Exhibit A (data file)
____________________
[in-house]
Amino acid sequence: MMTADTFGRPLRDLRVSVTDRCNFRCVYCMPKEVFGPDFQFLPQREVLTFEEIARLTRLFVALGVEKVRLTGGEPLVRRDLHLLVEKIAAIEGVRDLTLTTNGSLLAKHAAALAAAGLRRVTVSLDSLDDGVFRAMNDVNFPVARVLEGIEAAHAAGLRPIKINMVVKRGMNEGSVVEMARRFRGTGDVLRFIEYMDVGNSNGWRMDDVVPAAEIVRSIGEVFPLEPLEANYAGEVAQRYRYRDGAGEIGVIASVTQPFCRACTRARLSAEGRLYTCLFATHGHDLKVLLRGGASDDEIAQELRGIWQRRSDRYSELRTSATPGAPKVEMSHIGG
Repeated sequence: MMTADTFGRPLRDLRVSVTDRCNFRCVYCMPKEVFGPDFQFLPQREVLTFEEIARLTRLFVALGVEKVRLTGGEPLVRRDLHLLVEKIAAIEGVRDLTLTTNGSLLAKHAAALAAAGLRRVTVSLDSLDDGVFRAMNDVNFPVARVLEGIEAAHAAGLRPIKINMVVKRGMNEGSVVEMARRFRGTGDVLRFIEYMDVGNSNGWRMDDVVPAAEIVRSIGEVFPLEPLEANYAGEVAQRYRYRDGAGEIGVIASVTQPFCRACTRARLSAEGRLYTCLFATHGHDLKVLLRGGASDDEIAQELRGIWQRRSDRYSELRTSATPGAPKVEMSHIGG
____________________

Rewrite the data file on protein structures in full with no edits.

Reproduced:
[in-house]
Amino acid sequence: MMTADTFGRPLRDLRVSVTDRCNFRCVYCMPKEVFGPDFQFLPQREVLTFEEIARLTRLFVALGVEKVRLTGGEPLVRRDLHLLVEKIAAIEGVRDLTLTTNGSLLAKHAAALAAAGLRRVTVSLDSLDDGVFRAMNDVNFPVARVLEGIEAAHAAGLRPIKINMVVKRGMNEGSVVEMARRFRGTGDVLRFIEYMDVGNSNGWRMDDVVPAAEIVRSIGEVFPLEPLEANYAGEVAQRYRYRDGAGEIGVIASVTQPFCRACTRARLSAEGRLYTCLFATHGHDLKVLLRGGASDDEIAQELRGIWQRRSDRYSELRTSATPGAPKVEMSHIGG
Repeated sequence: MMTADTFGRPLRDLRVSVTDRCNFRCVYCMPKEVFGPDFQFLPQREVLTFEEIARLTRLFVALGVEKVRLTGGEPLVRRDLHLLVEKIAAIEGVRDLTLTTNGSLLAKHAAALAAAGLRRVTVSLDSLDDGVFRAMNDVNFPVARVLEGIEAAHAAGLRPIKINMVVKRGMNEGSVVEMARRFRGTGDVLRFIEYMDVGNSNGWRMDDVVPAAEIVRSIGEVFPLEPLEANYAGEVAQRYRYRDGAGEIGVIASVTQPFCRACTRARLSAEGRLYTCLFATHGHDLKVLLRGGASDDEIAQELRGIWQRRSDRYSELRTSATPGAPKVEMSHIGG